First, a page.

In September 1930 he travelled to New York City to do a final year of study before ordination at Union Theological Seminary. This short time was perhaps more influential than any other time in his life. Through encounters with seminarians from many countries, and particularly a friendship with an African American minister who organized that he do pastoral work at a black Baptist church in Harlem, Bonhoeffer developed a love for pastoral work and a deepened personal relationship with God. After his ordination on his return to Germany he would say of himself that he’d started out as a theologian and become a Christian in the process.
The Germany in which Bonhoeffer pastored and lectured was changing. The Nazis’ meteoric rise to power over a few years, and the failure of the Left and Centre parties in parliament to form a coalition to block it, led to Adolf Hitler’s accession to power in early 1933. Within a few years the Nazis had assumed total control, eliminating opposition parties and rebuilding Germany in their image.
Part of this ‘Nazification’ extended to the Church, Protestant and Catholic. Within the Lutheran-Reformed church Nazi sympathisers organised a ‘German Christian’ movement, emphasising nationalism, anti-communism and anti-Semitism. At its extreme some members who were theologians tried to rewrite the Bible, redefine doctrine and in effect make Jesus an ‘Aryan’.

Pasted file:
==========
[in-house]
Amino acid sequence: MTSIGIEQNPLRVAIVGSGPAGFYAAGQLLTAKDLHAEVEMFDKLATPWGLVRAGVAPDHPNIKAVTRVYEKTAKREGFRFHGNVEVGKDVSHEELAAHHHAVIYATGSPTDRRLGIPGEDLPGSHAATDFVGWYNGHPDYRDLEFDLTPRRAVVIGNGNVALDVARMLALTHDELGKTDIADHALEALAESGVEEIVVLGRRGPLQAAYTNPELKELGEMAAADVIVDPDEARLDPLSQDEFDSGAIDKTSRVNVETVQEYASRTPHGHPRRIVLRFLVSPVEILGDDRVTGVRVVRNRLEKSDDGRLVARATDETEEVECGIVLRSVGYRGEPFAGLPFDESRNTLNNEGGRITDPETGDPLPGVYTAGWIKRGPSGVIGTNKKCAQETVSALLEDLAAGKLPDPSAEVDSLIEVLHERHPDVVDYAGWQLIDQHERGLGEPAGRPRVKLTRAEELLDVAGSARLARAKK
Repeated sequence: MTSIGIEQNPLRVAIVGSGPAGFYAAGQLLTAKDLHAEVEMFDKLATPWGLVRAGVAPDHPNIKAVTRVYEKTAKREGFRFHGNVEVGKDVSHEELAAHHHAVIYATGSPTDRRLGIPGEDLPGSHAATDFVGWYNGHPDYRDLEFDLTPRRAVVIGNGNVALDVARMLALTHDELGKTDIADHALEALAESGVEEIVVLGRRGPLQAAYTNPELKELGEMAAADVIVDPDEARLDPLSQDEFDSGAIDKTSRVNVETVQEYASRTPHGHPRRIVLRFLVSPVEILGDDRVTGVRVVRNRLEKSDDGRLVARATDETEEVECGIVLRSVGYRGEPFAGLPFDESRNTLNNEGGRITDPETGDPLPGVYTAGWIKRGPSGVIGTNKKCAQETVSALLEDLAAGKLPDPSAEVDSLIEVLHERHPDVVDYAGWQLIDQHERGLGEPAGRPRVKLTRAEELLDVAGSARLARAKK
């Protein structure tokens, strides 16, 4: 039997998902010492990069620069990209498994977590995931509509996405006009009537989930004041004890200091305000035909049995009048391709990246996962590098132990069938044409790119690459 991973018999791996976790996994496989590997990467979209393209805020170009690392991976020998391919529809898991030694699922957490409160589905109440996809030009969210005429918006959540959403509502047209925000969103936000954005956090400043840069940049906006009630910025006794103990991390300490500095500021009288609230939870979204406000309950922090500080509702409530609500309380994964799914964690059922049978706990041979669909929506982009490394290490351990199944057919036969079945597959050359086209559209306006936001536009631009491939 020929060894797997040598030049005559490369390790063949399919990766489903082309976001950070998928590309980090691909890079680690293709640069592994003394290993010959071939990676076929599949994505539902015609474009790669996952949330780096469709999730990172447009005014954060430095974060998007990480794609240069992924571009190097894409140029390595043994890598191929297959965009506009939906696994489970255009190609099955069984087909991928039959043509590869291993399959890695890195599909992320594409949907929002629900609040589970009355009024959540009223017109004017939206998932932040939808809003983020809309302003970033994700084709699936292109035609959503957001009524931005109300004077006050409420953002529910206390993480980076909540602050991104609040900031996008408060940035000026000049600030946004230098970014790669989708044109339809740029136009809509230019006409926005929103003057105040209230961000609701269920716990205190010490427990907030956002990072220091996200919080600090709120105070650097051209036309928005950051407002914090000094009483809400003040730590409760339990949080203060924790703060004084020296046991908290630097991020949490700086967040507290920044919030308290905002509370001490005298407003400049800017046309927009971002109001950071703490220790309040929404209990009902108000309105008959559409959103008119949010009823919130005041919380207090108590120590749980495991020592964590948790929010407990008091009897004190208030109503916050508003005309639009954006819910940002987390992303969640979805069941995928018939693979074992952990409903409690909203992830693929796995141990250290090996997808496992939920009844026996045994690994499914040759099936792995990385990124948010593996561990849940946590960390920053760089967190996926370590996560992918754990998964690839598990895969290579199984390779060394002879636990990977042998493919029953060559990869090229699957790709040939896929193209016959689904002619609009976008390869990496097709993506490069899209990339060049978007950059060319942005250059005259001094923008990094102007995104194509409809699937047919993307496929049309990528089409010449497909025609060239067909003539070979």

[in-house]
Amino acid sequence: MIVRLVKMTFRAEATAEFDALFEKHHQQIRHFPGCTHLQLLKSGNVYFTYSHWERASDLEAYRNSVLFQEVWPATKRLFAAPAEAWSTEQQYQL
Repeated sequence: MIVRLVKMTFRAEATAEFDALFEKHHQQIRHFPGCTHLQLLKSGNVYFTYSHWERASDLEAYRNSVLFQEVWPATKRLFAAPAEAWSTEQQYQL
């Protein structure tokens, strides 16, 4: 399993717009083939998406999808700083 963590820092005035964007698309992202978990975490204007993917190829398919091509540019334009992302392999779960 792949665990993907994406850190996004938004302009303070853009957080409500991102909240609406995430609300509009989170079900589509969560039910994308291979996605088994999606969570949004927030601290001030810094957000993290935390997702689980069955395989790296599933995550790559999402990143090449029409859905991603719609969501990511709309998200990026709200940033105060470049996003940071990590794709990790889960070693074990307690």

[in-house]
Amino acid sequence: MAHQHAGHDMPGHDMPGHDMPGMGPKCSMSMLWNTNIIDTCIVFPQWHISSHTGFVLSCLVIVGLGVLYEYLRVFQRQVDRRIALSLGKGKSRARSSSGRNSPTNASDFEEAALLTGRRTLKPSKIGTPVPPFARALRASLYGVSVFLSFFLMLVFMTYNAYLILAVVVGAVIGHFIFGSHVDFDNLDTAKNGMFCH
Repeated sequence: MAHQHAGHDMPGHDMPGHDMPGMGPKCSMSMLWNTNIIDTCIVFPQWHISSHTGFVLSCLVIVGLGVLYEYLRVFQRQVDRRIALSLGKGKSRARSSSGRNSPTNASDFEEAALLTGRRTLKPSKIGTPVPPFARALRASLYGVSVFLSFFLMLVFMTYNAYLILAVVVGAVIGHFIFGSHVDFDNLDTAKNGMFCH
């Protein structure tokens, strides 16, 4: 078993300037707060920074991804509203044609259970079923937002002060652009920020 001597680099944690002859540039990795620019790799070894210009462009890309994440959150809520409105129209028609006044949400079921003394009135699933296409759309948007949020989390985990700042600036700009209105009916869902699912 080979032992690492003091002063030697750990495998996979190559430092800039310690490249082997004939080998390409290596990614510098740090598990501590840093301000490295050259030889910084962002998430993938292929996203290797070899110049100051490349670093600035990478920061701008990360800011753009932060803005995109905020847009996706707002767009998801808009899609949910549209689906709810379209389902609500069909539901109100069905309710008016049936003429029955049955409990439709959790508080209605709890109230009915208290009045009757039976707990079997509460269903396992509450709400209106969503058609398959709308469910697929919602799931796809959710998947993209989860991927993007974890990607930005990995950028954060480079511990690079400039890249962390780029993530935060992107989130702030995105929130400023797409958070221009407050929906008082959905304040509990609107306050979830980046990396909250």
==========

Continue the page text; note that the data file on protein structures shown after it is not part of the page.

From the start Bonhoeffer was horrified. He saw the state attempt to take over the Church and to redefine doctrine as heretical and blasphemous, as was the Fuhrer-cult emerging around Hitler. He also detested Nazism’s anti-Semitism, not least because it struck at the heart of his own family: he had a Jewish brother-in-law.
Bonhoeffer’s resistance began when spoke out in a radio broadcast against the Fuhrer-cult. He was cut off on air. He then aligned himself with the Confessing Church movement, which tried to wrest the Church back from the German Christians. Despite many efforts, they failed. Bonhoeffer’s next response was to set up an underground preachers’ seminary in Finkenwalde to prepare trainee Confessing Church clergy to minister in a hostile environment. This too was closed down, and as war loomed, Bonhoeffer faced getting drafted into the Army.
After a brief sojourn once again at Union Theological Seminary – Union in fact had offered him a post to get him out of Germany – he returned to Berlin and was recruited into the Abwehr, German military intelligence. There was method in such madness.